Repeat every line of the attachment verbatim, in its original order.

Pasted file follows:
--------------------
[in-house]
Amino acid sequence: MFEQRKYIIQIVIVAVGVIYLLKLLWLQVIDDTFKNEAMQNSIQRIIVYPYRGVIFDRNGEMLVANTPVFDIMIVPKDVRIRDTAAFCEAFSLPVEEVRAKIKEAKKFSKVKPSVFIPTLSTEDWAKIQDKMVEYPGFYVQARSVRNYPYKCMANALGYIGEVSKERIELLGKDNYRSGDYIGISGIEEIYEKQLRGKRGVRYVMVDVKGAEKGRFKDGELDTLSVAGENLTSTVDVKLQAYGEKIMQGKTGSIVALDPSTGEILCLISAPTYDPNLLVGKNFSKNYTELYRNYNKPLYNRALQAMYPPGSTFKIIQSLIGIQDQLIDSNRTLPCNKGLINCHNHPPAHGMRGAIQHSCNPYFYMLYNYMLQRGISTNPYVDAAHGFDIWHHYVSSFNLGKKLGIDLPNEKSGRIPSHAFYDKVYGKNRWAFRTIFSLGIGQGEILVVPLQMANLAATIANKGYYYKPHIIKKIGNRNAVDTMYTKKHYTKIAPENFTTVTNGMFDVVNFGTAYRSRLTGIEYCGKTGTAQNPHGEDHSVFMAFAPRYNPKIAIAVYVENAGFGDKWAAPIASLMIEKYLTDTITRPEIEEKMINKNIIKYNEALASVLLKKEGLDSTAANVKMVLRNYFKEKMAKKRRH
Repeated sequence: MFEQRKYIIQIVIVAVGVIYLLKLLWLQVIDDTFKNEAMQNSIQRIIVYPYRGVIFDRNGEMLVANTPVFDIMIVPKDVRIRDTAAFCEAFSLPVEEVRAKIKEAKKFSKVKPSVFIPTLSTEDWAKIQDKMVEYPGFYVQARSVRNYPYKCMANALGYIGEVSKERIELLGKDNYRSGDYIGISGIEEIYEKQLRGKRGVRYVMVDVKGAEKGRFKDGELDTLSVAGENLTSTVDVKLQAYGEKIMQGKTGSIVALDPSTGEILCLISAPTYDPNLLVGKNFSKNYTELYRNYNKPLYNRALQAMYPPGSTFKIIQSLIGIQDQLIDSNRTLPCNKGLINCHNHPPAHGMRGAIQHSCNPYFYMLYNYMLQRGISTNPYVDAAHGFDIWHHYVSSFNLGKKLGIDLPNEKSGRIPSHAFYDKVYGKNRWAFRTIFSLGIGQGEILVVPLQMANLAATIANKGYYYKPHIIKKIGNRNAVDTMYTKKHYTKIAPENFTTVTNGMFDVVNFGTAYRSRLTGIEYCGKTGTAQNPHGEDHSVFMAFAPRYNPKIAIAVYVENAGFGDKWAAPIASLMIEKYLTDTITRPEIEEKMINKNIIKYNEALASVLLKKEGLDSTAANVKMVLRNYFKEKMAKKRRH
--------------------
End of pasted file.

[in-house]
Amino acid sequence: MFEQRKYIIQIVIVAVGVIYLLKLLWLQVIDDTFKNEAMQNSIQRIIVYPYRGVIFDRNGEMLVANTPVFDIMIVPKDVRIRDTAAFCEAFSLPVEEVRAKIKEAKKFSKVKPSVFIPTLSTEDWAKIQDKMVEYPGFYVQARSVRNYPYKCMANALGYIGEVSKERIELLGKDNYRSGDYIGISGIEEIYEKQLRGKRGVRYVMVDVKGAEKGRFKDGELDTLSVAGENLTSTVDVKLQAYGEKIMQGKTGSIVALDPSTGEILCLISAPTYDPNLLVGKNFSKNYTELYRNYNKPLYNRALQAMYPPGSTFKIIQSLIGIQDQLIDSNRTLPCNKGLINCHNHPPAHGMRGAIQHSCNPYFYMLYNYMLQRGISTNPYVDAAHGFDIWHHYVSSFNLGKKLGIDLPNEKSGRIPSHAFYDKVYGKNRWAFRTIFSLGIGQGEILVVPLQMANLAATIANKGYYYKPHIIKKIGNRNAVDTMYTKKHYTKIAPENFTTVTNGMFDVVNFGTAYRSRLTGIEYCGKTGTAQNPHGEDHSVFMAFAPRYNPKIAIAVYVENAGFGDKWAAPIASLMIEKYLTDTITRPEIEEKMINKNIIKYNEALASVLLKKEGLDSTAANVKMVLRNYFKEKMAKKRRH
Repeated sequence: MFEQRKYIIQIVIVAVGVIYLLKLLWLQVIDDTFKNEAMQNSIQRIIVYPYRGVIFDRNGEMLVANTPVFDIMIVPKDVRIRDTAAFCEAFSLPVEEVRAKIKEAKKFSKVKPSVFIPTLSTEDWAKIQDKMVEYPGFYVQARSVRNYPYKCMANALGYIGEVSKERIELLGKDNYRSGDYIGISGIEEIYEKQLRGKRGVRYVMVDVKGAEKGRFKDGELDTLSVAGENLTSTVDVKLQAYGEKIMQGKTGSIVALDPSTGEILCLISAPTYDPNLLVGKNFSKNYTELYRNYNKPLYNRALQAMYPPGSTFKIIQSLIGIQDQLIDSNRTLPCNKGLINCHNHPPAHGMRGAIQHSCNPYFYMLYNYMLQRGISTNPYVDAAHGFDIWHHYVSSFNLGKKLGIDLPNEKSGRIPSHAFYDKVYGKNRWAFRTIFSLGIGQGEILVVPLQMANLAATIANKGYYYKPHIIKKIGNRNAVDTMYTKKHYTKIAPENFTTVTNGMFDVVNFGTAYRSRLTGIEYCGKTGTAQNPHGEDHSVFMAFAPRYNPKIAIAVYVENAGFGDKWAAPIASLMIEKYLTDTITRPEIEEKMINKNIIKYNEALASVLLKKEGLDSTAANVKMVLRNYFKEKMAKKRRH